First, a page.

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Re: Richard Jennings' Sense of Humor?

Post #11  Postby Neal.Mollen » December 7th 2012, 5:51am

David M. Bueker wrote:After the pear tasting we can line up Bill's posts and see if we can distinguish between the many different types of sanctimony. [wink.gif] [stirthepothal.gif]


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Re: Richard Jennings' Sense of Humor?

Post #12  Postby Peter Chiu » December 7th 2012, 5:51am

John Morris wrote:
Bill Moore wrote:There are myriad ways to enjoy wine and to write about it. Rather than try to understand and respect these different approaches to wine appreciation, you feel compelled to ridicule them publicly.

Moreover, most trolls are content just to let their comment do the work, but you even take the extra step of begging RJ to respond, after you've mocked him, said he might need therapy, and openly rumor-mongered about him. Unreal.


Me thinks both Richard and Bill have senses of humor.



96-97 % agree..
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Re: Richard Jennings' Sense of Humor?

Post #13  Postby Peter Chiu » December 7th 2012, 5:53am

Paul H Galli wrote:
John Morris wrote:
Bill Moore wrote:There are myriad ways to enjoy wine and to write about it. Rather than try to understand and respect these different approaches to wine appreciation, you feel compelled to ridicule them publicly.

Moreover, most trolls are content just to let their comment do the work, but you even take the extra step of begging RJ to respond, after you've mocked him, said he might need therapy, and openly rumor-mongered about him. Unreal.


Me thinks both Richard and Bill have senses of humor.


Methinks Bill has a sense of reality on this matter!

TTT



Me....so far 65 % agree on sense of reality and 22-23 % on sense of humor. ....
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Re: Richard Jennings' Sense of Humor?

Post #14  Postby Mark Y » December 7th 2012, 6:04am

his coverage is lacking. .there's gotta be more than 5 pear.. varietals (varieties?)
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Re: Richard Jennings' Sense of Humor?

Post #15  Postby Bill Klapp » December 7th 2012, 6:23am

David M. Bueker wrote:After the pear tasting we can line up Bill's posts and see if we can distinguish between the many different types of sanctimony. [wink.gif] [stirthepothal.gif]


David, absolutely, but I cannot participate. If I object to another lining up the pears, I cannot in good faith line up examples of my own sanctimony. But by all means, establish a committee and have at it! My only concern would be that many might feel that my sanctimony only comes in one aroma and one flavor...
Last edited by Bill Klapp on December 7th 2012, 6:25am, edited 1 time in total.
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Re: Richard Jennings' Sense of Humor?

Post #16  Postby John Morris » December 7th 2012, 6:25am

markye wrote:his coverage is lacking. .there's gotta be more than 5 pear.. varietals (varieties?)


And I worry that the points scale will be compressed and inflated.
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Re: Richard Jennings' Sense of Humor?

Post #17  Postby M Champney » December 7th 2012, 6:30am

So, Bill, what pear of pairs do you think RJ should serve with your whine? Or, should he pare it down to just a pair of pears?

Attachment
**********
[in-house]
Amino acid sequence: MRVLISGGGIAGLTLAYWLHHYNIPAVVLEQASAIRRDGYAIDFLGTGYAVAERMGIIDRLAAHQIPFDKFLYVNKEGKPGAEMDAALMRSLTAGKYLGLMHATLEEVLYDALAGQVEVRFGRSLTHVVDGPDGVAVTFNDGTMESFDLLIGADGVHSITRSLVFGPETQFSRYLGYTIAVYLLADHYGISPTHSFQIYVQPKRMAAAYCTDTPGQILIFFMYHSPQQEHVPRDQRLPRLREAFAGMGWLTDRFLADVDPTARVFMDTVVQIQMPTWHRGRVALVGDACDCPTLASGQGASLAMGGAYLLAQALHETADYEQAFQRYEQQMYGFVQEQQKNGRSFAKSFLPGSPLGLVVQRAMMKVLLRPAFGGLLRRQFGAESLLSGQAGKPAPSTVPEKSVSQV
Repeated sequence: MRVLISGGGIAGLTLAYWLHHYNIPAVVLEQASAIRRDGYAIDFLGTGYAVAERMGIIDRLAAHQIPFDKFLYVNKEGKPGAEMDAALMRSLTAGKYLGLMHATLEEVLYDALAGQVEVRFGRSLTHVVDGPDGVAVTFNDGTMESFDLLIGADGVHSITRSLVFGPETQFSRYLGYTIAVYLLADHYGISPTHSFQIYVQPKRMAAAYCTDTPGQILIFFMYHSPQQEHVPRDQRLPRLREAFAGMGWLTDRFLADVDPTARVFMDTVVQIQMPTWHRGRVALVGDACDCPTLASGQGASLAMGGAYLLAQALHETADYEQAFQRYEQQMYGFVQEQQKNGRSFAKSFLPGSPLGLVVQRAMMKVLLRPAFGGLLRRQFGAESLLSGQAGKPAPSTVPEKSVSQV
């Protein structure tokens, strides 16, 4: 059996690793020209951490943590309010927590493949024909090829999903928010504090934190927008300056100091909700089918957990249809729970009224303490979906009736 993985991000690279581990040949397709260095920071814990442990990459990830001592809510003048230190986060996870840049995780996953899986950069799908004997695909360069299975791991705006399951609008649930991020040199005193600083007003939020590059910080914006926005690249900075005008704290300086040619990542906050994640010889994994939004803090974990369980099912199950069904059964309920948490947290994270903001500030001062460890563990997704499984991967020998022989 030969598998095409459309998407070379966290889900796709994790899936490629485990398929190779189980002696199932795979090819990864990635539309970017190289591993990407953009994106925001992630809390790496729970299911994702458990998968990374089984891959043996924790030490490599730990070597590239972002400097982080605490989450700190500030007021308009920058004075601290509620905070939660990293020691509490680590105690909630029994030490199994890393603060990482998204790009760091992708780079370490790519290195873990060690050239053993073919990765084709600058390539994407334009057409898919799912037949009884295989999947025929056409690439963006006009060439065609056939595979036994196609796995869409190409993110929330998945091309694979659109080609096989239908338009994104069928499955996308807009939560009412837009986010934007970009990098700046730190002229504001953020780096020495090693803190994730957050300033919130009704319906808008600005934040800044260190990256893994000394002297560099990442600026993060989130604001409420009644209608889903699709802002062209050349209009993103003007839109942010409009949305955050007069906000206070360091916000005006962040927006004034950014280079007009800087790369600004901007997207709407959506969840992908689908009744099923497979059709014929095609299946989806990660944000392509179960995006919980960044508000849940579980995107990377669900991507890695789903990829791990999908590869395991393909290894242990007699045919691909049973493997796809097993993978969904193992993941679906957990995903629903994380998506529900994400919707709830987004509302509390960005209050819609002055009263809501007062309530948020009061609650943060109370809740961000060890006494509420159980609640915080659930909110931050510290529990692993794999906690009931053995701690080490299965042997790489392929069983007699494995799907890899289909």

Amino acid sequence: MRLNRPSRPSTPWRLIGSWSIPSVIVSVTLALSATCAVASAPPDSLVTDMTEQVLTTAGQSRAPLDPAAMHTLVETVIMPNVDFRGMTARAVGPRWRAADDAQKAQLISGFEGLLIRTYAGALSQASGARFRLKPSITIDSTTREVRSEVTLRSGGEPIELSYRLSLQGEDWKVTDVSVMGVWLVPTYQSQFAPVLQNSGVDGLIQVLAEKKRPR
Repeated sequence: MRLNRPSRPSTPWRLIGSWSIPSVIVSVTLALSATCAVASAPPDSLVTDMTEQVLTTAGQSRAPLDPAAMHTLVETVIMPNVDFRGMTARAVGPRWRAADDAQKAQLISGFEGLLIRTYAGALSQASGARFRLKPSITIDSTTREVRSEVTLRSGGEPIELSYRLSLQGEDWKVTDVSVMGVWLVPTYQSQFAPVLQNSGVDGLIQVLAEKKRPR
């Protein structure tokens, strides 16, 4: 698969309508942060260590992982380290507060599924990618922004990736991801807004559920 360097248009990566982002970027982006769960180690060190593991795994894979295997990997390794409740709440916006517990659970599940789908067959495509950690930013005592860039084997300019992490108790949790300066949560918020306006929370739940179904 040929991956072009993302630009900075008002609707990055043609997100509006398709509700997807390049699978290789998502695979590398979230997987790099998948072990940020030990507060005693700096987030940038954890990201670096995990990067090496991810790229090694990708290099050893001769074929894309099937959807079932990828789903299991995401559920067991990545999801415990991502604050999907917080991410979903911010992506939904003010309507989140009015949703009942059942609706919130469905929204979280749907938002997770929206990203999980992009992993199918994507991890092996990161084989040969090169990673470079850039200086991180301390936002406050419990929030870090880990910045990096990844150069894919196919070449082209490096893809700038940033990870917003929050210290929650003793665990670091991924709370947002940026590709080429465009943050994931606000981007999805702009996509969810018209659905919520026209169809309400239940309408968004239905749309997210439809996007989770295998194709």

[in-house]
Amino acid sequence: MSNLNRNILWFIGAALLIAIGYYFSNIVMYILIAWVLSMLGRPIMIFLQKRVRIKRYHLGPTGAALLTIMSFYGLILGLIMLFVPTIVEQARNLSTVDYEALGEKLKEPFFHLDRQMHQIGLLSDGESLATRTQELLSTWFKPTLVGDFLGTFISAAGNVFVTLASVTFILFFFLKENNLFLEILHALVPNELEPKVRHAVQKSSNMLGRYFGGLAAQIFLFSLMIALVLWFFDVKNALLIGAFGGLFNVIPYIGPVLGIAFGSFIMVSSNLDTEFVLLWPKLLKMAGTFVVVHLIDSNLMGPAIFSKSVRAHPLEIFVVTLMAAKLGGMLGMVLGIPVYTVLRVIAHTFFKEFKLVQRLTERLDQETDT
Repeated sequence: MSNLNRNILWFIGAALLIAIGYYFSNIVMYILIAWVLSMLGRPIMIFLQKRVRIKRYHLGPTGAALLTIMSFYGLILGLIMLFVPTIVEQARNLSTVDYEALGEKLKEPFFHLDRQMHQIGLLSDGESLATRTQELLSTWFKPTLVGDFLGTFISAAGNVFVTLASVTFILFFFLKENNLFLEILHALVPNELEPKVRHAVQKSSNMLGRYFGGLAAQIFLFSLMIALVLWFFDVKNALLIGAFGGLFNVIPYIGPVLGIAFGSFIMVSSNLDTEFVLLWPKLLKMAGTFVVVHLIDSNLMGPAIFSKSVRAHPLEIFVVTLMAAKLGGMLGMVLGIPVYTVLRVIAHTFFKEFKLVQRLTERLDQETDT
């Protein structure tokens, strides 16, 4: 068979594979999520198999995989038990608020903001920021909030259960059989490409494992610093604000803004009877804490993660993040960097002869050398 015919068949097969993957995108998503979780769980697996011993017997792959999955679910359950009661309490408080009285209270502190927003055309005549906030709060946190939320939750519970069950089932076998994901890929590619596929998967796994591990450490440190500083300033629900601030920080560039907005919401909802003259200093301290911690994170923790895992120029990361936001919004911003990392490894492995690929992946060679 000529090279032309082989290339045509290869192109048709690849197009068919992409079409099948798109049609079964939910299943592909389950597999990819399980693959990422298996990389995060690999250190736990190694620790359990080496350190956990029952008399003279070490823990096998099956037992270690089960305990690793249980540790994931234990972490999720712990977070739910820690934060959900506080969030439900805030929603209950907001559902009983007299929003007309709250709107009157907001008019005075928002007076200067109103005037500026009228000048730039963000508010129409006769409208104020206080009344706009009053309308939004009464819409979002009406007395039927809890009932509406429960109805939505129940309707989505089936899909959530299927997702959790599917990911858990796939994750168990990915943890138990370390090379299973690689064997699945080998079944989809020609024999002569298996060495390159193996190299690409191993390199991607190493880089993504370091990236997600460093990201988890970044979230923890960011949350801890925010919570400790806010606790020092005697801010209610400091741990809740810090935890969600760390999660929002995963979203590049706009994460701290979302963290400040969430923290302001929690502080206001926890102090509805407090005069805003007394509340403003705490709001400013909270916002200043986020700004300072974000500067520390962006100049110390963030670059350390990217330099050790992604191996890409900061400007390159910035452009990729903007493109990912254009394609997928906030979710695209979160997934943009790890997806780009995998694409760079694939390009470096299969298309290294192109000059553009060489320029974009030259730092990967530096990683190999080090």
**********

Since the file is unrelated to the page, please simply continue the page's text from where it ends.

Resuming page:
;-)
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Re: Richard Jennings' Sense of Humor?

Post #18  Postby Tom Blach » December 7th 2012, 6:32am

John Morris wrote:
Bill Moore wrote:There are myriad ways to enjoy wine and to write about it. Rather than try to understand and respect these different approaches to wine appreciation, you feel compelled to ridicule them publicly.

Moreover, most trolls are content just to let their comment do the work, but you even take the extra step of begging RJ to respond, after you've mocked him, said he might need therapy, and openly rumor-mongered about him. Unreal.


Me thinks both Richard and Bill have senses of humor.



I suspect John is right.

I do think wine should be enjoyed as its creators intend. It is not, in my view, valid to line it up, taste, spit, evaluate and describe.I noted yesterday when reading about Soldera that he forbids spitting in his cellar and I sympathise greatly with that. If drinking a wine is going to make you too drunk then don't drink it at all. Spitting is rather disgusting, something we tend to forget!
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Re: Richard Jennings' Sense of Humor?

Post #19  Postby L e o F r o k i c » December 7th 2012, 6:33am

Me would like to know are this estate pears or purchased. Are they biodinamic or not? What is the yield per ha? Were they picked early to preserve freshness or where they late picked to cater to critics. Did they grower/estate used the consultant or not? Do they come from the side of the tree that got direct sunlight or were they shaded from the sun? Also, what was the density of tree planting?

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Re: Richard Jennings' Sense of Humor?

Post #20  Postby Keith Levenberg » December 7th 2012, 6:35am

Will there be backups of each pear variety to account for pear variation?
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Re: Richard Jennings' Sense of Humor?

Post #21  Postby Michel Abood » December 7th 2012, 6:39am

L e o F r o k i c wrote:Me would like to know are this estate pears or purchased. Are they biodinamic or not? What is the yield per ha? Were they picked early to preserve freshness or where they late picked to cater to critics. Did they grower/estate used the consultant or not? Do they come from the side of the tree that got direct sunlight or were they shaded from the sun? Also, what was the density of tree planting?

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Re: Richard Jennings' Sense of Humor?

Post #22  Postby GregT » December 7th 2012, 6:48am

Mark you're totally right. Seems like a lot were left out.

Seckels are an obvious miss. Those are all over the place. Small and sometimes tasty but usually hard, tart, and small - rather useless really. OK for cooking but they're a pain because they're so small. The Muscadet of the pear world.